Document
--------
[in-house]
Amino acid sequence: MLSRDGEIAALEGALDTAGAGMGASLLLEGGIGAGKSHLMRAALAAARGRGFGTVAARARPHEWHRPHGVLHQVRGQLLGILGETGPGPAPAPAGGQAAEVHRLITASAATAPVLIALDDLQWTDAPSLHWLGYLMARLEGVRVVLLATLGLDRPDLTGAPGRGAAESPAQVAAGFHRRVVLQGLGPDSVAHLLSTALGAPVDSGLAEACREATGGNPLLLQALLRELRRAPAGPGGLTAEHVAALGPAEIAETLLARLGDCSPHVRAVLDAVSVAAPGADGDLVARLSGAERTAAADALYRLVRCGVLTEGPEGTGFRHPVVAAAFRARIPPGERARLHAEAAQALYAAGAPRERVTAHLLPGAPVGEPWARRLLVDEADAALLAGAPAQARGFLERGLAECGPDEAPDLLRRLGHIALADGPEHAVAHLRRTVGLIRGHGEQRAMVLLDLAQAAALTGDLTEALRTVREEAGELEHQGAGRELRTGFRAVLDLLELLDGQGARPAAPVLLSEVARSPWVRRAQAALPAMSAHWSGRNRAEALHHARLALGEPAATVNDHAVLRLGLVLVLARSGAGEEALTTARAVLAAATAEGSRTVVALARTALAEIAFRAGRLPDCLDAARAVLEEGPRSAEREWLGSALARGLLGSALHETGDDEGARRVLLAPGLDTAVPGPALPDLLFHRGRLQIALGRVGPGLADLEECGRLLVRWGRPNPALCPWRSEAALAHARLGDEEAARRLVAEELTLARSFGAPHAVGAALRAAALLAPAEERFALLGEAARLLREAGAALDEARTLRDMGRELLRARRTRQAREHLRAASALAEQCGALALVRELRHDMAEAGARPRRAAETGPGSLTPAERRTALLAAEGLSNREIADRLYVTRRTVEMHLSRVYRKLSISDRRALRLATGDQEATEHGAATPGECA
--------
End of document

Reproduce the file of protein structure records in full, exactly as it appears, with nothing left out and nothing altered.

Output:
[in-house]
Amino acid sequence: MLSRDGEIAALEGALDTAGAGMGASLLLEGGIGAGKSHLMRAALAAARGRGFGTVAARARPHEWHRPHGVLHQVRGQLLGILGETGPGPAPAPAGGQAAEVHRLITASAATAPVLIALDDLQWTDAPSLHWLGYLMARLEGVRVVLLATLGLDRPDLTGAPGRGAAESPAQVAAGFHRRVVLQGLGPDSVAHLLSTALGAPVDSGLAEACREATGGNPLLLQALLRELRRAPAGPGGLTAEHVAALGPAEIAETLLARLGDCSPHVRAVLDAVSVAAPGADGDLVARLSGAERTAAADALYRLVRCGVLTEGPEGTGFRHPVVAAAFRARIPPGERARLHAEAAQALYAAGAPRERVTAHLLPGAPVGEPWARRLLVDEADAALLAGAPAQARGFLERGLAECGPDEAPDLLRRLGHIALADGPEHAVAHLRRTVGLIRGHGEQRAMVLLDLAQAAALTGDLTEALRTVREEAGELEHQGAGRELRTGFRAVLDLLELLDGQGARPAAPVLLSEVARSPWVRRAQAALPAMSAHWSGRNRAEALHHARLALGEPAATVNDHAVLRLGLVLVLARSGAGEEALTTARAVLAAATAEGSRTVVALARTALAEIAFRAGRLPDCLDAARAVLEEGPRSAEREWLGSALARGLLGSALHETGDDEGARRVLLAPGLDTAVPGPALPDLLFHRGRLQIALGRVGPGLADLEECGRLLVRWGRPNPALCPWRSEAALAHARLGDEEAARRLVAEELTLARSFGAPHAVGAALRAAALLAPAEERFALLGEAARLLREAGAALDEARTLRDMGRELLRARRTRQAREHLRAASALAEQCGALALVRELRHDMAEAGARPRRAAETGPGSLTPAERRTALLAAEGLSNREIADRLYVTRRTVEMHLSRVYRKLSISDRRALRLATGDQEATEHGAATPGECA